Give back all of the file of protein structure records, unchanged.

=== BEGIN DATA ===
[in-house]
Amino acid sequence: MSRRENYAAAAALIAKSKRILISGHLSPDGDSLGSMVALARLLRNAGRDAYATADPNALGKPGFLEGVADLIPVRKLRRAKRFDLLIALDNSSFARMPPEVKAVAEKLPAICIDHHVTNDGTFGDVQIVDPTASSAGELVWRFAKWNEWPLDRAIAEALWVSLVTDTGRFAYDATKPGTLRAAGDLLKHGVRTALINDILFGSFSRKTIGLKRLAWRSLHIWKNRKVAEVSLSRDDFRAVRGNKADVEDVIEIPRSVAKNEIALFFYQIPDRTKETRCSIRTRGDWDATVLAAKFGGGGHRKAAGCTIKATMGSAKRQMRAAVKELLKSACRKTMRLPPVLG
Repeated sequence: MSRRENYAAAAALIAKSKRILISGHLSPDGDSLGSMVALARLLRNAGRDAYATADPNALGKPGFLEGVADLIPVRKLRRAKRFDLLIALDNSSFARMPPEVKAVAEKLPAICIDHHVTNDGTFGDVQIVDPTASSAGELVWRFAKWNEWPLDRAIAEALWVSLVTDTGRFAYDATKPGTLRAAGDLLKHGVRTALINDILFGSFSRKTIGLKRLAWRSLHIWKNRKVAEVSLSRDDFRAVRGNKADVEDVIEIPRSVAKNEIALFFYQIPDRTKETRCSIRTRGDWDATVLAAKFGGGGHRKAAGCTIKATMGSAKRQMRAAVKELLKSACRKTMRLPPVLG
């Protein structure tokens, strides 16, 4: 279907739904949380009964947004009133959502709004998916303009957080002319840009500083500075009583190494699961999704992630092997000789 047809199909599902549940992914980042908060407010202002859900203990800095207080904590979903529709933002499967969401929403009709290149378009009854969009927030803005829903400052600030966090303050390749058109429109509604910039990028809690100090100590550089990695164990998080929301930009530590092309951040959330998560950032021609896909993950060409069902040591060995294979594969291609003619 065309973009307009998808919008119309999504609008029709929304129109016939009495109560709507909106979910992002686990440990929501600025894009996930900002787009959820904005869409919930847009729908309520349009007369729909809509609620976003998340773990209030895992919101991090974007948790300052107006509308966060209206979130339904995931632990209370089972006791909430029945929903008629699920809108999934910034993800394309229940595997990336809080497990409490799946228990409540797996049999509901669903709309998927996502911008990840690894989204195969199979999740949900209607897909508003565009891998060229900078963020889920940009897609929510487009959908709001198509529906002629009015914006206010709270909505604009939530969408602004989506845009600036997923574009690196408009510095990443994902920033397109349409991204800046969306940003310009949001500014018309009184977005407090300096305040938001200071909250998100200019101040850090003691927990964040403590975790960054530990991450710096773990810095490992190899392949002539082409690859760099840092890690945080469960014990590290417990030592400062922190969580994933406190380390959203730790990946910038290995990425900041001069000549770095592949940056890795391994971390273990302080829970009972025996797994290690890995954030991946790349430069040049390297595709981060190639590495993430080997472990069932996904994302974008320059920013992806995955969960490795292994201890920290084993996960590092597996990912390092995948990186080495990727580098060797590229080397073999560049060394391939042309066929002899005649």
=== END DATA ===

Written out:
[in-house]
Amino acid sequence: MSRRENYAAAAALIAKSKRILISGHLSPDGDSLGSMVALARLLRNAGRDAYATADPNALGKPGFLEGVADLIPVRKLRRAKRFDLLIALDNSSFARMPPEVKAVAEKLPAICIDHHVTNDGTFGDVQIVDPTASSAGELVWRFAKWNEWPLDRAIAEALWVSLVTDTGRFAYDATKPGTLRAAGDLLKHGVRTALINDILFGSFSRKTIGLKRLAWRSLHIWKNRKVAEVSLSRDDFRAVRGNKADVEDVIEIPRSVAKNEIALFFYQIPDRTKETRCSIRTRGDWDATVLAAKFGGGGHRKAAGCTIKATMGSAKRQMRAAVKELLKSACRKTMRLPPVLG
Repeated sequence: MSRRENYAAAAALIAKSKRILISGHLSPDGDSLGSMVALARLLRNAGRDAYATADPNALGKPGFLEGVADLIPVRKLRRAKRFDLLIALDNSSFARMPPEVKAVAEKLPAICIDHHVTNDGTFGDVQIVDPTASSAGELVWRFAKWNEWPLDRAIAEALWVSLVTDTGRFAYDATKPGTLRAAGDLLKHGVRTALINDILFGSFSRKTIGLKRLAWRSLHIWKNRKVAEVSLSRDDFRAVRGNKADVEDVIEIPRSVAKNEIALFFYQIPDRTKETRCSIRTRGDWDATVLAAKFGGGGHRKAAGCTIKATMGSAKRQMRAAVKELLKSACRKTMRLPPVLG
């Protein structure tokens, strides 16, 4: 279907739904949380009964947004009133959502709004998916303009957080002319840009500083500075009583190494699961999704992630092997000789 047809199909599902549940992914980042908060407010202002859900203990800095207080904590979903529709933002499967969401929403009709290149378009009854969009927030803005829903400052600030966090303050390749058109429109509604910039990028809690100090100590550089990695164990998080929301930009530590092309951040959330998560950032021609896909993950060409069902040591060995294979594969291609003619 065309973009307009998808919008119309999504609008029709929304129109016939009495109560709507909106979910992002686990440990929501600025894009996930900002787009959820904005869409919930847009729908309520349009007369729909809509609620976003998340773990209030895992919101991090974007948790300052107006509308966060209206979130339904995931632990209370089972006791909430029945929903008629699920809108999934910034993800394309229940595997990336809080497990409490799946228990409540797996049999509901669903709309998927996502911008990840690894989204195969199979999740949900209607897909508003565009891998060229900078963020889920940009897609929510487009959908709001198509529906002629009015914006206010709270909505604009939530969408602004989506845009600036997923574009690196408009510095990443994902920033397109349409991204800046969306940003310009949001500014018309009184977005407090300096305040938001200071909250998100200019101040850090003691927990964040403590975790960054530990991450710096773990810095490992190899392949002539082409690859760099840092890690945080469960014990590290417990030592400062922190969580994933406190380390959203730790990946910038290995990425900041001069000549770095592949940056890795391994971390273990302080829970009972025996797994290690890995954030991946790349430069040049390297595709981060190639590495993430080997472990069932996904994302974008320059920013992806995955969960490795292994201890920290084993996960590092597996990912390092995948990186080495990727580098060797590229080397073999560049060394391939042309066929002899005649």